Huntington that hypothesised a new post-Cold War world order. Prior to the end of the Cold War, societies were divided by ideological differences such as the struggle between democracy and communism. Huntington’s primary thesis argues, “The most important distinctions among peoples are [no longer] ideological, political or economic. They are cultural.” Huntington makes a very persuasive argument as to how new patterns of conflict will occur along the boundaries of different cultures and patterns of cohesion will be found within the cultural boundaries. The book goes into extensive detail of how world systems between civilizations, which he divides by culture into 7 main global civilizations, are impacted on an international relations scale by this changing nature of conflict. He focuses a great deal on the West’s ability to maintain military superiority through the nonproliferation of emerging powers. In particular relation to 9/11 he focuses on the emerging influence of Islamic culture (which he classifies as it’s own civilization) being quintessential in the emerging new global conflict arisen out of hundreds of years of conflict, military and cultural, between Western civilization and Islamic civilization. The clear limitation of this work is that it is based on his own perception of history and is purely a hypothesis, however it clearly has a great degree of validity to it as we have already seen through the last decade in the rise of terrorism as the new global conflict. This book will assist my essay writing particularly in analysing how 9/11 marked the beginning of a new era of global conflict between powers larger than nation states alone, and thus how this has created increasingly complex paradigms of unprecedented effects on international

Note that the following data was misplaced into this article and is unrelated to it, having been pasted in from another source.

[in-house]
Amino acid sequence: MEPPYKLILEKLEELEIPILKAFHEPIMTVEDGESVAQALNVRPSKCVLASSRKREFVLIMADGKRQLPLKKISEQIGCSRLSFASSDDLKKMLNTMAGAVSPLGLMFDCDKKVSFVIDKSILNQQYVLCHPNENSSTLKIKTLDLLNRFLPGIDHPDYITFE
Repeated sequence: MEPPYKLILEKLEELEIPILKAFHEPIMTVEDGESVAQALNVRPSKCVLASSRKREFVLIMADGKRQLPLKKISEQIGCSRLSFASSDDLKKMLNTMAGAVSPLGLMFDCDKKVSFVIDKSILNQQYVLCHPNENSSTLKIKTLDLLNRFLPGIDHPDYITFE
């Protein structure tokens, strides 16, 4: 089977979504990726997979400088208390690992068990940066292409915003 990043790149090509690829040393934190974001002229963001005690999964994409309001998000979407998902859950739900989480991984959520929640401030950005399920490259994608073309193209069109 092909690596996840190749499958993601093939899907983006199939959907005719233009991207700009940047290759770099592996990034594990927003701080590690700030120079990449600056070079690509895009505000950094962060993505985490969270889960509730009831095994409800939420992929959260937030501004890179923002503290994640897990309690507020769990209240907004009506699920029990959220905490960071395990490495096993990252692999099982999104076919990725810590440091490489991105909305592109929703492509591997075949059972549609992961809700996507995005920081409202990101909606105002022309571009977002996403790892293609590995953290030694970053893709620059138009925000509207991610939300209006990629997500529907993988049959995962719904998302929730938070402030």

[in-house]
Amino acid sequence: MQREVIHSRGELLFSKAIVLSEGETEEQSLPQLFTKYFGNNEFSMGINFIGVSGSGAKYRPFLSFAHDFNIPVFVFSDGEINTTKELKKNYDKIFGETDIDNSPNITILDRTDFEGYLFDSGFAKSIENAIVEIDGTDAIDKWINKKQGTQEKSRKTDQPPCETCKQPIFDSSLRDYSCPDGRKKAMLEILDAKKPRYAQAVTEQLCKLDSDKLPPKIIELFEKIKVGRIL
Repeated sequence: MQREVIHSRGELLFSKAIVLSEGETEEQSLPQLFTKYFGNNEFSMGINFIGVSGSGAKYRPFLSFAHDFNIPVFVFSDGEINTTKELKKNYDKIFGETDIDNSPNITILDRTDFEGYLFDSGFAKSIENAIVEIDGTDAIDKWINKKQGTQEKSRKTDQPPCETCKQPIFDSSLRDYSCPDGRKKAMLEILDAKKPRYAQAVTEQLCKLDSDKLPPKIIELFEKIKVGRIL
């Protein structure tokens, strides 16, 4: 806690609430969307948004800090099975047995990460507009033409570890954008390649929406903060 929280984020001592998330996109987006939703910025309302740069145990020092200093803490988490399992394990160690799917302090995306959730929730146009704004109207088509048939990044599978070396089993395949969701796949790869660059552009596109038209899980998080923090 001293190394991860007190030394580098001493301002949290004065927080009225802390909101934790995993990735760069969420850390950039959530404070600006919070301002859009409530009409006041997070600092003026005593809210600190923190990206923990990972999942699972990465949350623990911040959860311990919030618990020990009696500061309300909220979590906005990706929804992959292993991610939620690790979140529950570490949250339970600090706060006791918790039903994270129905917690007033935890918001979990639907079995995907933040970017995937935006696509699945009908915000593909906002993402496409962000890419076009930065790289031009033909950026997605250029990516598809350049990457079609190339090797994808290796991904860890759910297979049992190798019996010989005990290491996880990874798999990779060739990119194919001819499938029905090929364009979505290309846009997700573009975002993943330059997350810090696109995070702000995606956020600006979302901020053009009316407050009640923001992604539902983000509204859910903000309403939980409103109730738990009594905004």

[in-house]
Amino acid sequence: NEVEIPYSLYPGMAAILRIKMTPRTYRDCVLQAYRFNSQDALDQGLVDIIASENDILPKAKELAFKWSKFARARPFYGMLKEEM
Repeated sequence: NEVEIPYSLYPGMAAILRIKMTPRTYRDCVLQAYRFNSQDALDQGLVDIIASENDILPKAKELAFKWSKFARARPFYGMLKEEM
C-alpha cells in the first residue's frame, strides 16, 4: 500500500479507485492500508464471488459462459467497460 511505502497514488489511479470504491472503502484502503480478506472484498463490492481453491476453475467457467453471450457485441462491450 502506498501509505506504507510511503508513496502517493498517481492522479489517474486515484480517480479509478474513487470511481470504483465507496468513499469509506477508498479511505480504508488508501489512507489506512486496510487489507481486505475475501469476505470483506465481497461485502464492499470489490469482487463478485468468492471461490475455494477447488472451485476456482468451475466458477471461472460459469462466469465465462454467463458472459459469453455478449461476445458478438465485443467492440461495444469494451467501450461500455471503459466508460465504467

The last aspect to point out in more recent times compared to the crusades and colonialism is the cold war, and how that has and will continue to impact the opposing views of western and Islamic societies. According to Samuel Huntington, the cold war the world was separated into the First, Second and Third Worlds, and he sees divisions are no longer relevant and it being “…far more meaningful now to group countries not in terms of their political or economic systems or in terms of their level of economic development but rather in terms of their culture and civilization.” Distinguishing people in the correct way can help further people understanding of the cultural and educate people enough to not fall into such prejudices and stereotypes. Huntington believed that there will be more conflict between the two societies in time to come. One way he expresses this is by the post-cold war conflict in the Persian Gulf, and Caucasus and Bosnia, now although these were not full-scale war between the civilizations, it still involved many “…elements of civilizational rallying, which seemed to become more important as the conflict continued and which may provide a foretaste of the future.” With that, it is notable to see all the differences that has risen recently between China and the United States in such areas